Mormonism for Drunks

Last weekend I went to Vegas to see my friend Kelly from Cleveland.

We went cooler places than the airport,
but we forgot to take pictures at those places.

It was one of the few bright spots at the end of a hard year. And, let me tell you, Kelly from Cleveland knows how to do Vegas. There’s no hanging out in her mother-in-law’s basement like yours truly. Nope. There’s shopping, and eating good food, and winning money, and staying at nice hotels.

This is not how I do Vegas.

But Kelly from Cleveland let me live vicariously through her, asking me be her personal shopper and buying me a delicious steak at a restaurant with singing frogs and waterfalls that was not Rainforest Café.* I did, however, miss out on the club with the ladies taking waterless baths and the man wearing the bear head who may or may not have worked there.

Again, this was not my typical Vegas visit to the in-laws.

Kelly’s husband Chris and her friend Kathleen also ate delicious steak  with us and later her friend–I’ll call him Drunk Larry (mostly because his name is Larry and because he was, in fact, drunk)–showed up to drink some wine and eat our delicious leftovers. We had a very fine time and Larry–as he himself pointed out–was hiLARRYous.

During our lively conversation there were some questions asked/statements made about Mormons. I did an okay job of answering them, but now that I’ve had a few days to think them over and Larry’s had a few days to sober up, I think I’d like to give it another go. I’ll leave it to anyone who wasn’t at that dinner who may read this blog to guess which questions asked/statements made were from the one among us who was not entirely sober.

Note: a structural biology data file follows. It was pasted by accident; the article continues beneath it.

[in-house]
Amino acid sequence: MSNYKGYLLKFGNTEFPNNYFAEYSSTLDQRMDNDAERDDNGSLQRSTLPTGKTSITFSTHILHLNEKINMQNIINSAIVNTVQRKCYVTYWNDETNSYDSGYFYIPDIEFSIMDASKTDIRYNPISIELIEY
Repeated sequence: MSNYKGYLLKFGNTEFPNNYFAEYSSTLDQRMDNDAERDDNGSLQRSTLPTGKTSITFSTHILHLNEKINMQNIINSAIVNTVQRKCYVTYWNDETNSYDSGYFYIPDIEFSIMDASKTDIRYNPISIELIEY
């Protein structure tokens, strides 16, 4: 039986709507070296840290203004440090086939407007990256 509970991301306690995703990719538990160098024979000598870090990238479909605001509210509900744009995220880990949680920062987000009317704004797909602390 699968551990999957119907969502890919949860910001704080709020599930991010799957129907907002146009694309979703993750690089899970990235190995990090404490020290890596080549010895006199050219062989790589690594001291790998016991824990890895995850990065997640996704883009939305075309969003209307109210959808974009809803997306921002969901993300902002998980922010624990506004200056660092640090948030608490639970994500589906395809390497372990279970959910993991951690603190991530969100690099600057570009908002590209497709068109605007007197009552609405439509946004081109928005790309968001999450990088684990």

You’re a Mormon? Where did you park your horse and buggy?
At Brigham Young’s house…back in 1858.

The typical form of transportation used by Mormons now looks like this:**

Based on this picture, 2 out of 9 Mormon children will have broken arms at any given time.

Is there such a thing as a Mormon high school?
Yes, in some parts of Utah and Idaho. Except it’s called public school and isn’t actually owned by the Church.
In many parts of the world though, high school age kids attend what we call seminary which is usually held in our church buildings. This is religious instruction that generally happens before school where there isn’t a high concentration of Mormons. In Utah, Southern Idaho and parts of Arizona this instruction takes place during the school day in seminary buildings located near high schools and is officially known as released time. It’s part of a student’s class schedule, but no credit is given for the course. Except in Heaven.

Are there black Mormons?
Yes. Here’s one right here:
There are more, but I’m not gonna lie. The Church of Jesus Christ of Latter Day Saints–just like most other predominately white Christian churches–has a difficult history when it comes to Black Americans and because of that we don’t have nearly the number of black members I would like to see us have. I found this cool site though, if you want to know more about black Latter Day Saints.